The 2018 World Cup in Russia has just ended with France deservedly taking home the trophy, twenty years after they won it for the first time. Like much of the tournament, the final match between France and Croatia was a pleasure to watch, with more excitement and goals than the finals of the last few tournaments have managed to produce.
England, meanwhile, finished fourth. I won’t say “only finished fourth”, because that’s still better than anyone but the most blindly optimistic fans expected them to achieve before the World Cup started.
It was very hard not to get too caught up in the excitement and cries of “It’s coming home!” stirred up by the English media, particularly after England beat Sweden in the quarter-final with far less tension than normal and without even conceding a goal. I had hoped and expected that they would beat Croatia in the semi-final, but despite my heart’s patriotic protests, my head was fairly certain that defeating either France or Belgium in the final would be too much to ask for. “Our team just isn’t quite there yet,” I told myself. And as it turned out, we weren’t quite good enough to beat Croatia either. It was a particular shame because we had a really comfortable first half against them – my family and I were jumping for joy when England went ahead in the first five minutes – but then Croatia started fighting back, England lost their spark, and ultimately, the better team won. Then we lost the playoff against Belgium too, in probably our least exciting match of the tournament – or maybe that was just because it was the playoff.
So England can still be considered good, but not that good. Yet I feel that the positive comments being made about the team, and how everyone should be proud, are more than just empty platitudes, as the most cynical people will claim.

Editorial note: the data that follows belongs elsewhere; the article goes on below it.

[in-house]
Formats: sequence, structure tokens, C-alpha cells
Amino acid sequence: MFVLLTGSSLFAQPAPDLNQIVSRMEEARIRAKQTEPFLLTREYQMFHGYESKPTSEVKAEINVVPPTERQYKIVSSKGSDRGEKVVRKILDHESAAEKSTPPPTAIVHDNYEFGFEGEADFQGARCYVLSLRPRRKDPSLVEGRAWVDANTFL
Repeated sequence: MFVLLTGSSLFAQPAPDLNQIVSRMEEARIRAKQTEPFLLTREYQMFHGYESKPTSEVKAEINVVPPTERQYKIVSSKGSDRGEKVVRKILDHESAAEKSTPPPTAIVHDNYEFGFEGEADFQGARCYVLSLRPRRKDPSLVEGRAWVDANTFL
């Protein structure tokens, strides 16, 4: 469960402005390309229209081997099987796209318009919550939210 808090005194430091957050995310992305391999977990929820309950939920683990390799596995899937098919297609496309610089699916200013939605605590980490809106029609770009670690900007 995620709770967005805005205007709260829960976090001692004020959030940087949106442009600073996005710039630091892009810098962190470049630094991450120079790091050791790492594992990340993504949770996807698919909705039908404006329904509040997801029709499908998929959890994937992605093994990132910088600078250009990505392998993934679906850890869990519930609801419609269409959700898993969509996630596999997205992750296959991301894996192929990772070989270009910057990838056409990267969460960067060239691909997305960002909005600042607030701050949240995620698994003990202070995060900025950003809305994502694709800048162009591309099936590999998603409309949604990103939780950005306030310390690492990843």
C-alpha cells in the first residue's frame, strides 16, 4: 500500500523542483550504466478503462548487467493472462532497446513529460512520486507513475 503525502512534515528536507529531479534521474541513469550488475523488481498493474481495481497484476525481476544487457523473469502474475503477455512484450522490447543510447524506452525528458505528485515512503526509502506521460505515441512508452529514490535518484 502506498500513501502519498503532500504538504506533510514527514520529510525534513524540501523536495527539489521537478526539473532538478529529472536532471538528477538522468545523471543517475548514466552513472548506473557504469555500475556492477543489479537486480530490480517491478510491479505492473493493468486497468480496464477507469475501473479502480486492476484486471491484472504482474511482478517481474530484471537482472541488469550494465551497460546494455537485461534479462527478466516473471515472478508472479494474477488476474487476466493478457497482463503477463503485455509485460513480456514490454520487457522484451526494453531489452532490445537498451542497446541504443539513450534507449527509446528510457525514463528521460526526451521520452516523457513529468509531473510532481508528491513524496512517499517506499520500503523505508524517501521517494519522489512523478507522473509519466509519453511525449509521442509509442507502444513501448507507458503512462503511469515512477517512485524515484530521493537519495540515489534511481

Did we have an easy route through the knockout stages? On paper, yes. In practice, is there really any such thing? Russia looked like an easy win for Spain. Sweden, Mexico and South Korea looked like an easy group to get through for Germany. Japan – whom we would have played if we had won our group – came close to beating Belgium or at least taking them to extra time. Brazil would probably have been a more difficult prospect than Sweden, but because we didn’t play them in the end, nobody can say for certain what would have happened. The teams you play in the knockout stages are the ones that were good enough at that moment in time to get through the groups, and some teams historically known for being excellent simply weren’t good enough to even get to the quarter-finals this time around. England were.
Yes, our play wasn’t perfect. Yes, we scored a lot of goals from set pieces rather than open play. Yes, three of Harry Kane’s six goals were penalties. But the team still had to get into positions where they could win those set pieces and penalties in the first place – and scoring is not a guarantee from any set piece or penalty.
Here are the facts. One: England have had their best World Cup since 1990, and only their third where they finished in the top four. Two: Harry Kane has won the Golden Boot, the second English player in history to do so. Three: England won a penalty shootout at the World Cup for the first time ever. Four: in our last major tournament, just two years ago, we lost to Iceland in the last 16, and there is a big difference between that and finishing fourth at the World Cup. I believe that these are things to be proud of, and that Gareth Southgate and his players can build upon with a positive outlook.
Two years ago, I was expecting nothing but disappointment from England in the immediate future. Now, with measured optimism, I find myself looking forward to seeing what they do next.